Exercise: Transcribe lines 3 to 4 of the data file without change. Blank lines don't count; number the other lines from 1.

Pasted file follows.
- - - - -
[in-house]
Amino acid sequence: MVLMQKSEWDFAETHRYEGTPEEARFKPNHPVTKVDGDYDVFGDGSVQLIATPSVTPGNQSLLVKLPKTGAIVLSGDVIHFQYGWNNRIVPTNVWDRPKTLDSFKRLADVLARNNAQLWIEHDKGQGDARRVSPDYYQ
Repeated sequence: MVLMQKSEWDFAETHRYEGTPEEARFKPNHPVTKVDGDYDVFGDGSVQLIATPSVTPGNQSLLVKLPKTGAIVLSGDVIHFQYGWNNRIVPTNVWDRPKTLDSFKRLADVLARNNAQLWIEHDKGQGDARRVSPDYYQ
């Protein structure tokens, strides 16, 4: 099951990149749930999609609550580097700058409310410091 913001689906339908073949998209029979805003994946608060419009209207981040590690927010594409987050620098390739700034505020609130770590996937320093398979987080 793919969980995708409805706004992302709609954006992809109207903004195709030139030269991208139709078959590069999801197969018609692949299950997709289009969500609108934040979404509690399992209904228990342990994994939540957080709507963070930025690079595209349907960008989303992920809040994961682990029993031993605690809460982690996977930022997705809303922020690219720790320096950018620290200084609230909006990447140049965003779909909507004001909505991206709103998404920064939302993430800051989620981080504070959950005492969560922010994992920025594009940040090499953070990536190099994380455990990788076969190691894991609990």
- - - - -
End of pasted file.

Repeated sequence: MVLMQKSEWDFAETHRYEGTPEEARFKPNHPVTKVDGDYDVFGDGSVQLIATPSVTPGNQSLLVKLPKTGAIVLSGDVIHFQYGWNNRIVPTNVWDRPKTLDSFKRLADVLARNNAQLWIEHDKGQGDARRVSPDYYQ
């Protein structure tokens, strides 16, 4: 099951990149749930999609609550580097700058409310410091 913001689906339908073949998209029979805003994946608060419009209207981040590690927010594409987050620098390739700034505020609130770590996937320093398979987080 793919969980995708409805706004992302709609954006992809109207903004195709030139030269991208139709078959590069999801197969018609692949299950997709289009969500609108934040979404509690399992209904228990342990994994939540957080709507963070930025690079595209349907960008989303992920809040994961682990029993031993605690809460982690996977930022997705809303922020690219720790320096950018620290200084609230909006990447140049965003779909909507004001909505991206709103998404920064939302993430800051989620981080504070959950005492969560922010994992920025594009940040090499953070990536190099994380455990990788076969190691894991609990």